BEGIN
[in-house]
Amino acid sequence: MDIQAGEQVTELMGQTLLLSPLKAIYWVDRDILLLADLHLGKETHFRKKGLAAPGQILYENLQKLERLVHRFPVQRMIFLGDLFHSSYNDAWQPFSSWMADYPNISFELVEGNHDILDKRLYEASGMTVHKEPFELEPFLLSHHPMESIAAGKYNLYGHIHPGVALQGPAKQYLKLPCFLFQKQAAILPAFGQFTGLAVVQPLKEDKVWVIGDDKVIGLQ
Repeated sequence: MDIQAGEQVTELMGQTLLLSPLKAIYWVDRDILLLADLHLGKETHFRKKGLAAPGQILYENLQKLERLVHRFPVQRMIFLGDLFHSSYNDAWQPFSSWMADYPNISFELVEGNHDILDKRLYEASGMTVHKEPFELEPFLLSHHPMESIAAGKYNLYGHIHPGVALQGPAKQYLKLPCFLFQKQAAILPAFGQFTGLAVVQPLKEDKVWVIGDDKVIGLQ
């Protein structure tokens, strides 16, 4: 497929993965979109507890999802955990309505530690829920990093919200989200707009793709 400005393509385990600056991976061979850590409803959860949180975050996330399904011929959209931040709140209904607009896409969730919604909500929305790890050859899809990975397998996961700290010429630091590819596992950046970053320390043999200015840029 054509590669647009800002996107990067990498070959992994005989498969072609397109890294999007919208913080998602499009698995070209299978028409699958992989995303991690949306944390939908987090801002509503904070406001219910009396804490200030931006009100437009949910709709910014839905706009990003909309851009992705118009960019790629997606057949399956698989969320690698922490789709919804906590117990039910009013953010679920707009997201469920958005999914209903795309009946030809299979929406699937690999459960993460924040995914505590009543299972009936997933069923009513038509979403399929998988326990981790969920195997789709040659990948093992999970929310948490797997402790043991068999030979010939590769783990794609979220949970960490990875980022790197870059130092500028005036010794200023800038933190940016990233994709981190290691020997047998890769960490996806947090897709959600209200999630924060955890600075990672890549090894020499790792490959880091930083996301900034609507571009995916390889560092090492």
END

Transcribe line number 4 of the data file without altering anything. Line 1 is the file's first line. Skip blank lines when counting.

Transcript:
């Protein structure tokens, strides 16, 4: 497929993965979109507890999802955990309505530690829920990093919200989200707009793709 400005393509385990600056991976061979850590409803959860949180975050996330399904011929959209931040709140209904607009896409969730919604909500929305790890050859899809990975397998996961700290010429630091590819596992950046970053320390043999200015840029 054509590669647009800002996107990067990498070959992994005989498969072609397109890294999007919208913080998602499009698995070209299978028409699958992989995303991690949306944390939908987090801002509503904070406001219910009396804490200030931006009100437009949910709709910014839905706009990003909309851009992705118009960019790629997606057949399956698989969320690698922490789709919804906590117990039910009013953010679920707009997201469920958005999914209903795309009946030809299979929406699937690999459960993460924040995914505590009543299972009936997933069923009513038509979403399929998988326990981790969920195997789709040659990948093992999970929310948490797997402790043991068999030979010939590769783990794609979220949970960490990875980022790197870059130092500028005036010794200023800038933190940016990233994709981190290691020997047998890769960490996806947090897709959600209200999630924060955890600075990672890549090894020499790792490959880091930083996301900034609507571009995916390889560092090492």